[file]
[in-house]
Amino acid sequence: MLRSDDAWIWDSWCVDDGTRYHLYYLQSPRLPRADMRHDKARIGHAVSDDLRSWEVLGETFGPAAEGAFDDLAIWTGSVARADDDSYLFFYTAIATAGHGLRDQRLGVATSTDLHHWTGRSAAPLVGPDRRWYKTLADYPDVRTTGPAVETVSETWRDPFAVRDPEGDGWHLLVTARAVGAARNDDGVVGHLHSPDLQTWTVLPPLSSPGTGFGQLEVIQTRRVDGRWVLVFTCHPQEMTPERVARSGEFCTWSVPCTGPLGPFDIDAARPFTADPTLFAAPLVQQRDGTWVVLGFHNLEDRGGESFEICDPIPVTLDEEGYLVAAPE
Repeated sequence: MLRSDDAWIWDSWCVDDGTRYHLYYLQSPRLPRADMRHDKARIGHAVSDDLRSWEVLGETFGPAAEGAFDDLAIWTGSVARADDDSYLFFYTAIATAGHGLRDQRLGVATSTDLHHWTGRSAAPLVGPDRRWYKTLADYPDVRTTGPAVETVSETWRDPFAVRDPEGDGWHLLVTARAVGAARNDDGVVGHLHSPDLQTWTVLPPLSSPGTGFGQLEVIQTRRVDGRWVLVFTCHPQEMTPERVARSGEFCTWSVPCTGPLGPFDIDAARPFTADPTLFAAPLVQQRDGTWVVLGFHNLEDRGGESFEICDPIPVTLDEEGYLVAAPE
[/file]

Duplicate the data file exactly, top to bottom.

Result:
[in-house]
Amino acid sequence: MLRSDDAWIWDSWCVDDGTRYHLYYLQSPRLPRADMRHDKARIGHAVSDDLRSWEVLGETFGPAAEGAFDDLAIWTGSVARADDDSYLFFYTAIATAGHGLRDQRLGVATSTDLHHWTGRSAAPLVGPDRRWYKTLADYPDVRTTGPAVETVSETWRDPFAVRDPEGDGWHLLVTARAVGAARNDDGVVGHLHSPDLQTWTVLPPLSSPGTGFGQLEVIQTRRVDGRWVLVFTCHPQEMTPERVARSGEFCTWSVPCTGPLGPFDIDAARPFTADPTLFAAPLVQQRDGTWVVLGFHNLEDRGGESFEICDPIPVTLDEEGYLVAAPE
Repeated sequence: MLRSDDAWIWDSWCVDDGTRYHLYYLQSPRLPRADMRHDKARIGHAVSDDLRSWEVLGETFGPAAEGAFDDLAIWTGSVARADDDSYLFFYTAIATAGHGLRDQRLGVATSTDLHHWTGRSAAPLVGPDRRWYKTLADYPDVRTTGPAVETVSETWRDPFAVRDPEGDGWHLLVTARAVGAARNDDGVVGHLHSPDLQTWTVLPPLSSPGTGFGQLEVIQTRRVDGRWVLVFTCHPQEMTPERVARSGEFCTWSVPCTGPLGPFDIDAARPFTADPTLFAAPLVQQRDGTWVVLGFHNLEDRGGESFEICDPIPVTLDEEGYLVAAPE